Another group of apartments in Ashland have been converted into condominiums. But this time, the transformation didn't involve a lengthy and politically charged land-use hearing.

This conversion took place downtown, where Ashland's condominium conversion ordinance doesn't apply.

"Condo conversion ordinances apply to multi-family residential zones," Brandon Goldman, Ashland housing specialist, said. "In commercial zones there is no land-use requirement that comes into play."

The condos in this case are in the south end of downtown, above the Underground Marketplace. Eight condos will replace 11 apartments. Owners of the condos did not want to talk about their project, saying they didn't want to get involved in city politics. The condos are owned by a company called 33 Third LLC, which is registered to Gary Hooper. City planning staff said that Ed Bemis has been filing building permits for the new condos.

In 2006, condo conversions became controversial when the Ashland City Council and Planning Commission considered amending the existing condo conversion ordinance. Goldman said word of the possible change to the ordinance created a slew of requests for conversion. In 2006, 54 apartments were converted to condos in six different projects.

"Because we were proposing a new ordinance," he said. "Some of the units came in before it was passed. It may have triggered pre-emptive condo conversions."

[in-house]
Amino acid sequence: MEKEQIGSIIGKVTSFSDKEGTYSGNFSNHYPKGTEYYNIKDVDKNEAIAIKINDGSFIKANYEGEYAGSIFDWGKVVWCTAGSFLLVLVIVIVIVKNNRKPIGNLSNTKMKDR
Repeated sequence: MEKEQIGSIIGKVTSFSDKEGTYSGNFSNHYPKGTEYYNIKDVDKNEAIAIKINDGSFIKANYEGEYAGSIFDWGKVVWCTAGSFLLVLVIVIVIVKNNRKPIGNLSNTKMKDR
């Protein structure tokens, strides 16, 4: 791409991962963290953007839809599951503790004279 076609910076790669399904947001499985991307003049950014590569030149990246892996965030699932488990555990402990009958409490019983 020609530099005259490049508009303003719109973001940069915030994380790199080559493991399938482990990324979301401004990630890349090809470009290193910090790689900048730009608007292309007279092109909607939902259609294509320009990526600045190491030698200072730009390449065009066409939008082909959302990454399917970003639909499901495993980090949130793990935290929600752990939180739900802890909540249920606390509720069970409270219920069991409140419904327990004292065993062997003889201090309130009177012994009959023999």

The council considered the ordinance amendment on June 19, but hasn't scheduled the issue on another agenda as of yet. The existing ordinance requires that 25 percent of the converted condos remain as affordable rental stock. The proposed ordinance would add additional requirements for affordable housing retention.

Goldman said having housing in the downtown is generally a good thing, as long as it remains real housing and not a part-time vacation home.

"Provided it remain a permanent dwelling unit for a resident of Ashland, it adds vitality to the downtown and something that should be promoted," he said. "It's a great place to live. The concern I have is conversion of apartments into condos that are then used as vacation homes or travellers units. Those don't benefit the city."

But, he added, he's not sure the economic conditions in Ashland are still ripe for converting apartments into condominiums.

"In 2005 and 2006 market conditions were prime for condo conversions," Goldman said. "Low interest rates allowed people to buy, and the appreciation trend gave people the assurance that what they were buying was something that was going to go up in value. We may have seen that trend peak."

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